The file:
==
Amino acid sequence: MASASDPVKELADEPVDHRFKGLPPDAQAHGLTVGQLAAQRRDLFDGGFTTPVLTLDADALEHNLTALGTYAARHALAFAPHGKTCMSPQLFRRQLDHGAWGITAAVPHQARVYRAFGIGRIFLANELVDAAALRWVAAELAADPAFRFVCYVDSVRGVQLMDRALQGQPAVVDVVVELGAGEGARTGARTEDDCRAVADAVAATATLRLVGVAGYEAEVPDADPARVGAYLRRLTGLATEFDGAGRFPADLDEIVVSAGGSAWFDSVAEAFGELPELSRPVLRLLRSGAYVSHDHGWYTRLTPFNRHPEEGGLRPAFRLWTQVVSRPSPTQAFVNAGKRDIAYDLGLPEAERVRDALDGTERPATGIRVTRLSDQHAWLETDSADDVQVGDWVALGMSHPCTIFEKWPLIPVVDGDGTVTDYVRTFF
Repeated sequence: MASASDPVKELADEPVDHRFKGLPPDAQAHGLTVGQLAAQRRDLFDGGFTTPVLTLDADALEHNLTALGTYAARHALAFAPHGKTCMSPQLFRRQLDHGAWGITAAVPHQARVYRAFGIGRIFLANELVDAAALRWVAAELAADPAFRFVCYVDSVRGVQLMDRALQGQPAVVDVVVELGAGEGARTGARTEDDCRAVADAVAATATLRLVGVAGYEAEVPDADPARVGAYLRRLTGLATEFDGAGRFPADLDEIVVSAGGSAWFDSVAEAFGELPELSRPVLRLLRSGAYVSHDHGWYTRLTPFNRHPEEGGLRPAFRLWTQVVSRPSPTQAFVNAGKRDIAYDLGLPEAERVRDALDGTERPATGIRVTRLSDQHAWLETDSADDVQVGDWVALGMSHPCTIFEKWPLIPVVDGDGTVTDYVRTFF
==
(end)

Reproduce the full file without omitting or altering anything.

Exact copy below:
Amino acid sequence: MASASDPVKELADEPVDHRFKGLPPDAQAHGLTVGQLAAQRRDLFDGGFTTPVLTLDADALEHNLTALGTYAARHALAFAPHGKTCMSPQLFRRQLDHGAWGITAAVPHQARVYRAFGIGRIFLANELVDAAALRWVAAELAADPAFRFVCYVDSVRGVQLMDRALQGQPAVVDVVVELGAGEGARTGARTEDDCRAVADAVAATATLRLVGVAGYEAEVPDADPARVGAYLRRLTGLATEFDGAGRFPADLDEIVVSAGGSAWFDSVAEAFGELPELSRPVLRLLRSGAYVSHDHGWYTRLTPFNRHPEEGGLRPAFRLWTQVVSRPSPTQAFVNAGKRDIAYDLGLPEAERVRDALDGTERPATGIRVTRLSDQHAWLETDSADDVQVGDWVALGMSHPCTIFEKWPLIPVVDGDGTVTDYVRTFF
Repeated sequence: MASASDPVKELADEPVDHRFKGLPPDAQAHGLTVGQLAAQRRDLFDGGFTTPVLTLDADALEHNLTALGTYAARHALAFAPHGKTCMSPQLFRRQLDHGAWGITAAVPHQARVYRAFGIGRIFLANELVDAAALRWVAAELAADPAFRFVCYVDSVRGVQLMDRALQGQPAVVDVVVELGAGEGARTGARTEDDCRAVADAVAATATLRLVGVAGYEAEVPDADPARVGAYLRRLTGLATEFDGAGRFPADLDEIVVSAGGSAWFDSVAEAFGELPELSRPVLRLLRSGAYVSHDHGWYTRLTPFNRHPEEGGLRPAFRLWTQVVSRPSPTQAFVNAGKRDIAYDLGLPEAERVRDALDGTERPATGIRVTRLSDQHAWLETDSADDVQVGDWVALGMSHPCTIFEKWPLIPVVDGDGTVTDYVRTFF